In northeast Ohio, in between the cities of Canton, Akron, and Cleveland, and surrounding some of the bigger villages that are not big enough to be cities and so they are called villages in Ohio, you will find small rural townships in which the “downtown” is really nothing more than a crossroads. On the corners at the crossroads, if the town is big enough, you might find a church on one corner, a firehouse on another, a bank on still another, and maybe a restaurant (or a competing church) on the last corner. Often there is a traffic light and if you get a green and speed on through, you might not even realize you’ve passed through the center of a town. I hesitate to call it “the center of a town” as it really isn’t a town or a center at all. Just a crossroads.
(Walking into Old Town.)
Yesterday morning I went to Old Town San Diego State Historic Park. I wanted to visit Old Town on previous trips to San Diego but didn’t get around to it. I’m glad it finally happened. It was interesting and I learned a few things, always a nice combination.
(La Casa de Estudillo)
One of the first things I noticed was the wonderful landscaping. There were all kinds of trees (including palm trees), cacti and other succulents (including the Century Plant which I’ve written about before and is responsible for some of the visitors that come to my blog via search engine), and a wide variety of flowers.
I guess people will carve their names wherever they can, including on greenery with sharp thorns.
(Iron jail cell behind the courthouse.)
In case you want to go, don’t pick a Monday. Many of the exhibits are closed on Mondays. Also, don’t go before 10:00am because, it seems, nothing opens until 10am. You can walk around Old Town and the plaza and look from the outside which is what I did at first.
There were several groups of schoolchildren there, with their teachers. That got me to thinking of school field trips and how I didn’t truly appreciate some of the historic places we visited on school outings.
As an adult I think I’ve more than made up for my lack of interest as a child. When M and I were on our sabbatical adventures we even revisited places we were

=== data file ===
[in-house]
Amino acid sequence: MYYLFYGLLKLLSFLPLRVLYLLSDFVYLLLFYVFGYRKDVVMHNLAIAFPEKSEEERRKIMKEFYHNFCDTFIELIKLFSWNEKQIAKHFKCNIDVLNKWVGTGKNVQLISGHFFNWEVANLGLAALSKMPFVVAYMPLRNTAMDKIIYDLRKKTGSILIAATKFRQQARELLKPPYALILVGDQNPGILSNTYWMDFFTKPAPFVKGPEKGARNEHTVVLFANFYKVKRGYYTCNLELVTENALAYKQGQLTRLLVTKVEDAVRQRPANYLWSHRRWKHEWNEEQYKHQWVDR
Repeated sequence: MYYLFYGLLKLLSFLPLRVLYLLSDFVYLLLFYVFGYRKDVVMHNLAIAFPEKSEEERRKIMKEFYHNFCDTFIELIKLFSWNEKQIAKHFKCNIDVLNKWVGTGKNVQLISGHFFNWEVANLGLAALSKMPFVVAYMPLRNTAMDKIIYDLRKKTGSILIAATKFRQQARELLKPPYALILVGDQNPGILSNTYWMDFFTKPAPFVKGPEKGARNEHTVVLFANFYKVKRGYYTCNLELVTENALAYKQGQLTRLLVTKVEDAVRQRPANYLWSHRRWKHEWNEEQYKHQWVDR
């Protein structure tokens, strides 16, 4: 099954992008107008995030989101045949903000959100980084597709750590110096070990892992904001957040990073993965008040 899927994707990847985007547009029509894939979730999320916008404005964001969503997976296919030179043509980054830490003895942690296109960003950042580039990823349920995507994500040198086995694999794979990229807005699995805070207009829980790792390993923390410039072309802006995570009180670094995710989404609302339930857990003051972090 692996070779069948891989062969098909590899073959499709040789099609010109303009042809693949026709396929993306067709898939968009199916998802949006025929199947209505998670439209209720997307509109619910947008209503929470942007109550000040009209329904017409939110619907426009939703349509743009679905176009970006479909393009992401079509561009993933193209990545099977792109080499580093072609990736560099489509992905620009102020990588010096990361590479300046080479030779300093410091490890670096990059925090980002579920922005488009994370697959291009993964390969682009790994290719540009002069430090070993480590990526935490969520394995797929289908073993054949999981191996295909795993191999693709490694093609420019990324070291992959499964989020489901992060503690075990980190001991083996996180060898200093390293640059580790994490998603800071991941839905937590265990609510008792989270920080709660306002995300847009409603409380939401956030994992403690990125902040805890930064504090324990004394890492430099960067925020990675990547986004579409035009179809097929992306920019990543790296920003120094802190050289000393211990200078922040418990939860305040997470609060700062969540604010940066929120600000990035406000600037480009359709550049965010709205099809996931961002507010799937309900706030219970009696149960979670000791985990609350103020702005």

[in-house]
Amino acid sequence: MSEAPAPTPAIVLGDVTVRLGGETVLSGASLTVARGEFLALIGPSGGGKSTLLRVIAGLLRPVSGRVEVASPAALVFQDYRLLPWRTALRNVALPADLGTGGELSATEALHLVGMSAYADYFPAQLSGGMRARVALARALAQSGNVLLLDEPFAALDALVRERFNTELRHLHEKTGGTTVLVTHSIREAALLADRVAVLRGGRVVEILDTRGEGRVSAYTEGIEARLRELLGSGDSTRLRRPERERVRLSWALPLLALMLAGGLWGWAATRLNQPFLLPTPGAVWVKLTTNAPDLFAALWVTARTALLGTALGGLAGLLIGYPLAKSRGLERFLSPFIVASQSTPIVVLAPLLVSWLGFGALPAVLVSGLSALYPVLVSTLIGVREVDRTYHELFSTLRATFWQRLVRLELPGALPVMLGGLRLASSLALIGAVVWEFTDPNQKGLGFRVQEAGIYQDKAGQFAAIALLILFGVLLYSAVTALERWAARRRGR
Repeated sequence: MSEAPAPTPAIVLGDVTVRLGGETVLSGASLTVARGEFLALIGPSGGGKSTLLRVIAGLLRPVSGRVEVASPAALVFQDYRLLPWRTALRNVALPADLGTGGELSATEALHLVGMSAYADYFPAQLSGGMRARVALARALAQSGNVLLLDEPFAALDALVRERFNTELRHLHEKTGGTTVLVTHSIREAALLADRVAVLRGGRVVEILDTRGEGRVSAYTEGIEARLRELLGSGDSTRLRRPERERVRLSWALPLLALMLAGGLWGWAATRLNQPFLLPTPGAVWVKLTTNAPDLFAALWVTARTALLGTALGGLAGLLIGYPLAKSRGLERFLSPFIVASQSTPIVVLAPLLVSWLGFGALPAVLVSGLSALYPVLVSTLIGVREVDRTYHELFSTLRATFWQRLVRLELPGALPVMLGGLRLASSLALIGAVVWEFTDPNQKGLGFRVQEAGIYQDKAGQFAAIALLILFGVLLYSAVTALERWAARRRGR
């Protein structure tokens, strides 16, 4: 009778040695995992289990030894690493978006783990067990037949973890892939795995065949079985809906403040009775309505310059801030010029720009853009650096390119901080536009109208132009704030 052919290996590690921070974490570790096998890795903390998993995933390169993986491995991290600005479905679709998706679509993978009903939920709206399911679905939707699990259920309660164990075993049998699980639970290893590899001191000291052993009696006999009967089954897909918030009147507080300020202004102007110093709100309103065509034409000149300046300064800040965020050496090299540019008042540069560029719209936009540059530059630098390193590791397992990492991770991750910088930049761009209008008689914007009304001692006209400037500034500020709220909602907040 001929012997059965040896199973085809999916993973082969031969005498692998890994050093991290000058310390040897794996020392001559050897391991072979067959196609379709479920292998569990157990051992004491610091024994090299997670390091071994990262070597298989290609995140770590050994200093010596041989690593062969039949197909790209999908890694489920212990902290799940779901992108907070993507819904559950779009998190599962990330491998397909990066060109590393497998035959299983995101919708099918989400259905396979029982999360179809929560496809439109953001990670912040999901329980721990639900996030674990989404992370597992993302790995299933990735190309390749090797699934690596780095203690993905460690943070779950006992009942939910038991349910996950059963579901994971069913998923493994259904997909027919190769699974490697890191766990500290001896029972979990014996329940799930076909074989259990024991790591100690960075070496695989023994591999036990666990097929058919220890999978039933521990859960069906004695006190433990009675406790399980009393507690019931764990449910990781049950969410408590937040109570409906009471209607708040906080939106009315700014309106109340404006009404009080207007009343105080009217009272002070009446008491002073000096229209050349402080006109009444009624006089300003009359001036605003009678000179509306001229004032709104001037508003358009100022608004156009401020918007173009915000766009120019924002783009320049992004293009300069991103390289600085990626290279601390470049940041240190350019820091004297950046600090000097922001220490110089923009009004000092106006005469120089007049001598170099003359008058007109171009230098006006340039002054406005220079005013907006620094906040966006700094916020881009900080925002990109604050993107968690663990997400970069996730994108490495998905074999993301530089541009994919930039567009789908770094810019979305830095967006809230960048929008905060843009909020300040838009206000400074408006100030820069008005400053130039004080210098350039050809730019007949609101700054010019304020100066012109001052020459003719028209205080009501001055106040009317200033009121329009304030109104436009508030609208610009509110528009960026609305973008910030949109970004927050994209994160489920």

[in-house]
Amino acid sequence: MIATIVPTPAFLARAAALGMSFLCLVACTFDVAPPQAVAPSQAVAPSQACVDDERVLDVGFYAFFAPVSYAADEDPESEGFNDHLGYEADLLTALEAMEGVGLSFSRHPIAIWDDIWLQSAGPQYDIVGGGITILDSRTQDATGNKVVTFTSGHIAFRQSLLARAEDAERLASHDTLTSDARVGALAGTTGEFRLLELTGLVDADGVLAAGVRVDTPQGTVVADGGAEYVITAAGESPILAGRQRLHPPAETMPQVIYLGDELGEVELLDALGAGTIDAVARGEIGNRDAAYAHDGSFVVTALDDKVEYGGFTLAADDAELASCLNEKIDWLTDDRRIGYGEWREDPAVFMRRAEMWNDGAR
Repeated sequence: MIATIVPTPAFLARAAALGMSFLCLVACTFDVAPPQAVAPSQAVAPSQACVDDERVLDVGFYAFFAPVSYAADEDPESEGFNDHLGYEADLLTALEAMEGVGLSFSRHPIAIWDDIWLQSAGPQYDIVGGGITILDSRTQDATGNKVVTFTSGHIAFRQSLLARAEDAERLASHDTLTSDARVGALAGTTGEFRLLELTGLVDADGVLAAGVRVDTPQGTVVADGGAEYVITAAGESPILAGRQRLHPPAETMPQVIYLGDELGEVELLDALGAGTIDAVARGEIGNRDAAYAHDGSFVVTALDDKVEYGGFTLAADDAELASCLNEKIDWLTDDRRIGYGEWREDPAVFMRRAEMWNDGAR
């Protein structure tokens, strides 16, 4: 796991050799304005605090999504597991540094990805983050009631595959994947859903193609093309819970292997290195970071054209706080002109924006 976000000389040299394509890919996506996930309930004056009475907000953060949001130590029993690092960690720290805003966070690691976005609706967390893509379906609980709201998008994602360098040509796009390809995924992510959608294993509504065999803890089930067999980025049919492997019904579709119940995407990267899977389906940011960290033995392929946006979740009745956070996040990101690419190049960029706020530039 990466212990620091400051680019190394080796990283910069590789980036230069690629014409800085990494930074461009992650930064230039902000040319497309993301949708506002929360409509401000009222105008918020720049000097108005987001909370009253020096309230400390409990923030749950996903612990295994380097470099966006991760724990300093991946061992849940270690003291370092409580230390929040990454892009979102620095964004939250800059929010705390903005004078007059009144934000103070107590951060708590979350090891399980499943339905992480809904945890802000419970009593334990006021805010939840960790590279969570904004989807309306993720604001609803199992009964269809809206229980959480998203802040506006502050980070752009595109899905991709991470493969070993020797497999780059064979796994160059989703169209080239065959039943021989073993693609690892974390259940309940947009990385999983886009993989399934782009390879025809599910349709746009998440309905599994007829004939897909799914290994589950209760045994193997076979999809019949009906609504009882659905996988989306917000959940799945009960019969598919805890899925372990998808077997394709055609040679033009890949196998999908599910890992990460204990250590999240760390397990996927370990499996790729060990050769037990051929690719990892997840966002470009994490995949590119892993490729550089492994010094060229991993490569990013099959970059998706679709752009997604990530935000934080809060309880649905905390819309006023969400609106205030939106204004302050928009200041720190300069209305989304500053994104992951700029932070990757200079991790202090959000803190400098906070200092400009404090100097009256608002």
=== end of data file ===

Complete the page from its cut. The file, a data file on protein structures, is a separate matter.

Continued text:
forced taken to see while in school.
Old Town San Diego is a chance to learn a little about life during the Mexican and early American periods of 1821 to 1872. There is a small core of restored historic buildings complimented by reconstructed sites. La Casa de Estudillo pictured above the cactus graffiti is one of the restored buildings. It was built in 1829 and restored by the California State Parks system in 1969.
(The Commercial Restaurant. No food or drink allowed.)
(Inside the Commercial Restaurant — a recreation.)
They have living history exhibits on Wednesdays and Saturdays. There are also plenty of shops, restaurants, and museums to explore.
I would like to stay at the Cosmopolitan Hotel sometime. It looks like an interesting place. They have 10 rooms with authentic furnishings and decor from the 1870’s. The restaurant serves a modern take on foods from the period.
Outside of the park you will find lots of shops and restaurants. If I’d had more time, I would have explored Old Town some more. Maybe next time.
We woke up to heavy fog this morning. They called it a “marine event” on the weather report. Clouds and fog rolled in off the ocean, wrapping everything in mist.
After a big breakfast (which I’ll tell you about in another post), M and I took an early morning walk on the beach and out to Crystal Pier. M took off for the conference and I went out for a long walk/run to help work off some more of the feast I devoured for my morning meal. It may end up being lunch too, as I’m still too full to even consider more food.
The fog has burned off. There are still a few clouds on the horizon but mostly it’s another beautiful, blue-sky day.
(Green Flash sculpture. Belmont Park.)
As soon as I finish posting this I’m heading back out for another walk and some reading time on the beach. I’ll think about lunch later. Maybe.